Regular cleaning with soap and water is all that’s needed to keep Corian looking like new. Avoid abrasive cleaners that could lead to scratches. Corian can be sanded and re-polished to remove minor damage, but deeper gouges may require a professional fabricator.


Quartz requires very little maintenance. Simply wipe with a soft cloth and mild soap and water. Avoid harsh chemicals. Resealing and polishing are not necessary. Due to its durability, quartz rarely needs repairs.

Cost Comparison

Corian is generally the more affordable option between the two. On average, Corian costs $40-60 per square foot installed. Quartz starts around $80-100 per square foot installed. The specific type, color, and pattern will impact the final price. Quartz is costlier but offers increased durability and scratch/stain resistance.

Key Differences

  • Corian is a solid surface made of acrylic resin while quartz contains ground natural quartz crystals.
  • Corian comes in solid matte colors while quartz has an earthy, speckled appearance.
  • Quartz rates higher for hardness, scratch resistance, stain resistance, and durability.
  • Corian requires more maintenance and can be repaired by sanding and polishing. Quartz needs minimal care.
  • Quartz is the pricier option but offers greater longevity and resilience.

Frequently Asked Questions

Which material is better for heavy usage?

Quartz is the better choice for heavy usage areas like kitchen countertops. It stands up to cutting, hot pans, and daily wear and tear better than Corian.

Can you repair scratches in Corian and quartz?

Minor scratches in Corian can be sanded and polished out. Deep scratches may need professional help. Quartz is highly scratch-resistant, so small scratches are rare. Significant damage is difficult to repair.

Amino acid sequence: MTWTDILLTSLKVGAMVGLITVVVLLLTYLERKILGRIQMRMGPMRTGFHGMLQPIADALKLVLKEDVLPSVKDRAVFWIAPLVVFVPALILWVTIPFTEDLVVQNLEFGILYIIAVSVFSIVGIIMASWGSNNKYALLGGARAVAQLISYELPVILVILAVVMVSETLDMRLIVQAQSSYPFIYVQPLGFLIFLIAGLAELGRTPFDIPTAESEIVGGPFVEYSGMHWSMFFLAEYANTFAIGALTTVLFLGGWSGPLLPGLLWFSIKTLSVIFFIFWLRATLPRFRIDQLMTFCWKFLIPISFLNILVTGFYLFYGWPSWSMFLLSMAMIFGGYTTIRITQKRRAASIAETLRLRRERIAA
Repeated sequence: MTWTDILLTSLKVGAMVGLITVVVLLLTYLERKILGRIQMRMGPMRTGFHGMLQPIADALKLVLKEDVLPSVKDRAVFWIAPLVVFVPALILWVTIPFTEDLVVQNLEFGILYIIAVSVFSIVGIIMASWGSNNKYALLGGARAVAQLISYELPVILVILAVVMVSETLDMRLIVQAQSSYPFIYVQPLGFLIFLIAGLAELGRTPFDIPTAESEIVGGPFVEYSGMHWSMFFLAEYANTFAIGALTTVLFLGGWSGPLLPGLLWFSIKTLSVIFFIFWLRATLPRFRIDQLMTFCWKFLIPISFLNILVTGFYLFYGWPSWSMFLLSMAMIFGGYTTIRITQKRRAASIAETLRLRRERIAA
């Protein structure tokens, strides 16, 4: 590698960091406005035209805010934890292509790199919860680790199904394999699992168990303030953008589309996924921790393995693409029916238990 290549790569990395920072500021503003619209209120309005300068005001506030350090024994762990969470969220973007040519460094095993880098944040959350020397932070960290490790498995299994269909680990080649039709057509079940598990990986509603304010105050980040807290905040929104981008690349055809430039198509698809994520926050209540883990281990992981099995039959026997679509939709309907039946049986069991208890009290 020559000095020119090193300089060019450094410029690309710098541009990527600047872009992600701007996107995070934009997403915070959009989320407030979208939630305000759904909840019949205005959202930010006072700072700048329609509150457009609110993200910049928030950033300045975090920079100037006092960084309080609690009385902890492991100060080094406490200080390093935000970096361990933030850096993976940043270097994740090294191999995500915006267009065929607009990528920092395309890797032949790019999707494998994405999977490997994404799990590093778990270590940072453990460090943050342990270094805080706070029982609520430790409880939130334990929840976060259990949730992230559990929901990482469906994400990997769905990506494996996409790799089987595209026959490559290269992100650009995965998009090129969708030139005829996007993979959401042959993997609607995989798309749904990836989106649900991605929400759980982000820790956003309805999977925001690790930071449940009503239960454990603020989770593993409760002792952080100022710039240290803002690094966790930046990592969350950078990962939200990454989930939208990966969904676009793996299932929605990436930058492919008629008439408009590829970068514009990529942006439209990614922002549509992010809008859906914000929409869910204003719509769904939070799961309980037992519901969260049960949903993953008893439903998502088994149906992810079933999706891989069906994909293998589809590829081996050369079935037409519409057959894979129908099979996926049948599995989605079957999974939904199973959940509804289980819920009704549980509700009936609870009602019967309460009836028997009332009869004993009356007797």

Does Corian or quartz add more value to a home?

Quartz countertops generally offer a higher resale value. Their durability, easy maintenance, and resemblance to natural stone make them appealing to potential buyers. Corian is seen as more outdated.

Can you cut directly on quartz or Corian counters?

It’s best to avoid cutting directly on either material. Use a cutting board instead to prevent scratching and damage over time. Quartz can withstand light cutting better than Corian but should still be protected.

Does Corian or quartz need to be sealed?

No, neither material requires sealing. Both Corian and quartz are non-porous, so liquids don’t penetrate them. Avoid using sealants or waxes, as these can build up over time.


While Corian and quartz share some traits, quartz stands apart when it comes to performance, durability, and maintenance. Quartz offers superior scratch, stain, and heat resistance compared to Corian solid surfaces. However, Corian provides an affordable option for anyone on a tight budget. Considering how you will use your countertops, as well as your budget and style preferences, can help determine if Corian or quartz is the right surface for your home. With their attractive colors and patterns, both of these non-porous materials can be great choices for countertops that stand the test of time.